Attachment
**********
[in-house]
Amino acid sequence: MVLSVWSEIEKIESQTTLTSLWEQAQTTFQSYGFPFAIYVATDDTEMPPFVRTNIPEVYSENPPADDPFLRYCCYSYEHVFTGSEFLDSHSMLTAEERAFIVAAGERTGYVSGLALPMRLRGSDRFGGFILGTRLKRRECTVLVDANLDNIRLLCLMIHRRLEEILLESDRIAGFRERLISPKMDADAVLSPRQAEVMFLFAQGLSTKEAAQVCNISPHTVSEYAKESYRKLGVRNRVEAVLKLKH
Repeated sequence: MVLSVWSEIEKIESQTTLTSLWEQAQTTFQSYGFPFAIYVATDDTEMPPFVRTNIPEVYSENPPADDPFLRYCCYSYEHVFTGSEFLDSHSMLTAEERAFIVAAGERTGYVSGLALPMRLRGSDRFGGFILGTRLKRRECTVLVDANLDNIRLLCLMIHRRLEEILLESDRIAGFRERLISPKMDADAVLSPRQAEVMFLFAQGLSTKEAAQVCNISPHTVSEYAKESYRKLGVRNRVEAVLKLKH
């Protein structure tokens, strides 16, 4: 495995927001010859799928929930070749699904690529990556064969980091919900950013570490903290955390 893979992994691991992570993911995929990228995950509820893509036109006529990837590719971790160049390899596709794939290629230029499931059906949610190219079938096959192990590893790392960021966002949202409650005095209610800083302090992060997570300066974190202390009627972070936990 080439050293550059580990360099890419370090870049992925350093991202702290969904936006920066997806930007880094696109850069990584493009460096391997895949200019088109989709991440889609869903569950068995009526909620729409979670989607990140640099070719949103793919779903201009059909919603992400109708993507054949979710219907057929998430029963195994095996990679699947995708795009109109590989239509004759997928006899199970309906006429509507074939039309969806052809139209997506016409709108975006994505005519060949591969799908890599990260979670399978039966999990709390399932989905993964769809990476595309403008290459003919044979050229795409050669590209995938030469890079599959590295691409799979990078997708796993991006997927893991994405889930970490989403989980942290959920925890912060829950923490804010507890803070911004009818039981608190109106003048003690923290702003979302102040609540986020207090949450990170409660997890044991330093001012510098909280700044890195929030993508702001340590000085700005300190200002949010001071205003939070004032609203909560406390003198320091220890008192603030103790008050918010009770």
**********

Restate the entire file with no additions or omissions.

[in-house]
Amino acid sequence: MVLSVWSEIEKIESQTTLTSLWEQAQTTFQSYGFPFAIYVATDDTEMPPFVRTNIPEVYSENPPADDPFLRYCCYSYEHVFTGSEFLDSHSMLTAEERAFIVAAGERTGYVSGLALPMRLRGSDRFGGFILGTRLKRRECTVLVDANLDNIRLLCLMIHRRLEEILLESDRIAGFRERLISPKMDADAVLSPRQAEVMFLFAQGLSTKEAAQVCNISPHTVSEYAKESYRKLGVRNRVEAVLKLKH
Repeated sequence: MVLSVWSEIEKIESQTTLTSLWEQAQTTFQSYGFPFAIYVATDDTEMPPFVRTNIPEVYSENPPADDPFLRYCCYSYEHVFTGSEFLDSHSMLTAEERAFIVAAGERTGYVSGLALPMRLRGSDRFGGFILGTRLKRRECTVLVDANLDNIRLLCLMIHRRLEEILLESDRIAGFRERLISPKMDADAVLSPRQAEVMFLFAQGLSTKEAAQVCNISPHTVSEYAKESYRKLGVRNRVEAVLKLKH
């Protein structure tokens, strides 16, 4: 495995927001010859799928929930070749699904690529990556064969980091919900950013570490903290955390 893979992994691991992570993911995929990228995950509820893509036109006529990837590719971790160049390899596709794939290629230029499931059906949610190219079938096959192990590893790392960021966002949202409650005095209610800083302090992060997570300066974190202390009627972070936990 080439050293550059580990360099890419370090870049992925350093991202702290969904936006920066997806930007880094696109850069990584493009460096391997895949200019088109989709991440889609869903569950068995009526909620729409979670989607990140640099070719949103793919779903201009059909919603992400109708993507054949979710219907057929998430029963195994095996990679699947995708795009109109590989239509004759997928006899199970309906006429509507074939039309969806052809139209997506016409709108975006994505005519060949591969799908890599990260979670399978039966999990709390399932989905993964769809990476595309403008290459003919044979050229795409050669590209995938030469890079599959590295691409799979990078997708796993991006997927893991994405889930970490989403989980942290959920925890912060829950923490804010507890803070911004009818039981608190109106003048003690923290702003979302102040609540986020207090949450990170409660997890044991330093001012510098909280700044890195929030993508702001340590000085700005300190200002949010001071205003939070004032609203909560406390003198320091220890008192603030103790008050918010009770």